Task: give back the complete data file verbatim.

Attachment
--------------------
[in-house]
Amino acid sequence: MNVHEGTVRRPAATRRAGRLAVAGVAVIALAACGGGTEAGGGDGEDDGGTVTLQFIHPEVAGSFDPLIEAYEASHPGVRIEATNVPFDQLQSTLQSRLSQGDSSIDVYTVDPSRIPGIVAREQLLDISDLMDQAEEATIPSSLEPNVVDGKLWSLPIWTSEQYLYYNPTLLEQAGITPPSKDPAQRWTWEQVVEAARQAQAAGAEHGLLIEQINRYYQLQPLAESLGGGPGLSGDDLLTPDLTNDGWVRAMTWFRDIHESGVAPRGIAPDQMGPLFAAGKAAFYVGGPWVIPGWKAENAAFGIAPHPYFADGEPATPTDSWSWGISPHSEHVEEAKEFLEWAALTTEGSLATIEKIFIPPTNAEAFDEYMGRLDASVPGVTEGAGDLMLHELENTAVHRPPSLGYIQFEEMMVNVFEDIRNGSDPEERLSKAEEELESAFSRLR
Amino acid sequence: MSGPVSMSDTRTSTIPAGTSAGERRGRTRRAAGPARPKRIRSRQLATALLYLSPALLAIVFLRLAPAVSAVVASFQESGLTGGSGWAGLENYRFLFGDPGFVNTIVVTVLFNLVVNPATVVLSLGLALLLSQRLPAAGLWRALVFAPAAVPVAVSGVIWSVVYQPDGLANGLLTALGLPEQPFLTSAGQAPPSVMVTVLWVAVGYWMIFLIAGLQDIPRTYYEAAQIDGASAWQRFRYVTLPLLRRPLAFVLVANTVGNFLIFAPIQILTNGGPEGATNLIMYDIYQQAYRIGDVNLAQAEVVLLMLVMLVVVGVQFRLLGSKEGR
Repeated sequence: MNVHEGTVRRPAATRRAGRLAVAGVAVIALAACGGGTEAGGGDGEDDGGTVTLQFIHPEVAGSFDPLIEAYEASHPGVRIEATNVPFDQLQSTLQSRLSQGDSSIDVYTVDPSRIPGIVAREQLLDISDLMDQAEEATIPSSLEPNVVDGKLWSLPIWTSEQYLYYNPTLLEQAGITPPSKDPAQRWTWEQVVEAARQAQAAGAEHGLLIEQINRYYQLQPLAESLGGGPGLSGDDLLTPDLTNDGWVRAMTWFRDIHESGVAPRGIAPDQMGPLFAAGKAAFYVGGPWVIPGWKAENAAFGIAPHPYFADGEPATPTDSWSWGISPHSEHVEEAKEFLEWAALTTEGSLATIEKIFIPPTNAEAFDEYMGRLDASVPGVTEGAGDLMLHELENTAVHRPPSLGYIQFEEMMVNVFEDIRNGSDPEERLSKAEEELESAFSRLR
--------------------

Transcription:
[in-house]
Amino acid sequence: MNVHEGTVRRPAATRRAGRLAVAGVAVIALAACGGGTEAGGGDGEDDGGTVTLQFIHPEVAGSFDPLIEAYEASHPGVRIEATNVPFDQLQSTLQSRLSQGDSSIDVYTVDPSRIPGIVAREQLLDISDLMDQAEEATIPSSLEPNVVDGKLWSLPIWTSEQYLYYNPTLLEQAGITPPSKDPAQRWTWEQVVEAARQAQAAGAEHGLLIEQINRYYQLQPLAESLGGGPGLSGDDLLTPDLTNDGWVRAMTWFRDIHESGVAPRGIAPDQMGPLFAAGKAAFYVGGPWVIPGWKAENAAFGIAPHPYFADGEPATPTDSWSWGISPHSEHVEEAKEFLEWAALTTEGSLATIEKIFIPPTNAEAFDEYMGRLDASVPGVTEGAGDLMLHELENTAVHRPPSLGYIQFEEMMVNVFEDIRNGSDPEERLSKAEEELESAFSRLR
Amino acid sequence: MSGPVSMSDTRTSTIPAGTSAGERRGRTRRAAGPARPKRIRSRQLATALLYLSPALLAIVFLRLAPAVSAVVASFQESGLTGGSGWAGLENYRFLFGDPGFVNTIVVTVLFNLVVNPATVVLSLGLALLLSQRLPAAGLWRALVFAPAAVPVAVSGVIWSVVYQPDGLANGLLTALGLPEQPFLTSAGQAPPSVMVTVLWVAVGYWMIFLIAGLQDIPRTYYEAAQIDGASAWQRFRYVTLPLLRRPLAFVLVANTVGNFLIFAPIQILTNGGPEGATNLIMYDIYQQAYRIGDVNLAQAEVVLLMLVMLVVVGVQFRLLGSKEGR
Repeated sequence: MNVHEGTVRRPAATRRAGRLAVAGVAVIALAACGGGTEAGGGDGEDDGGTVTLQFIHPEVAGSFDPLIEAYEASHPGVRIEATNVPFDQLQSTLQSRLSQGDSSIDVYTVDPSRIPGIVAREQLLDISDLMDQAEEATIPSSLEPNVVDGKLWSLPIWTSEQYLYYNPTLLEQAGITPPSKDPAQRWTWEQVVEAARQAQAAGAEHGLLIEQINRYYQLQPLAESLGGGPGLSGDDLLTPDLTNDGWVRAMTWFRDIHESGVAPRGIAPDQMGPLFAAGKAAFYVGGPWVIPGWKAENAAFGIAPHPYFADGEPATPTDSWSWGISPHSEHVEEAKEFLEWAALTTEGSLATIEKIFIPPTNAEAFDEYMGRLDASVPGVTEGAGDLMLHELENTAVHRPPSLGYIQFEEMMVNVFEDIRNGSDPEERLSKAEEELESAFSRLR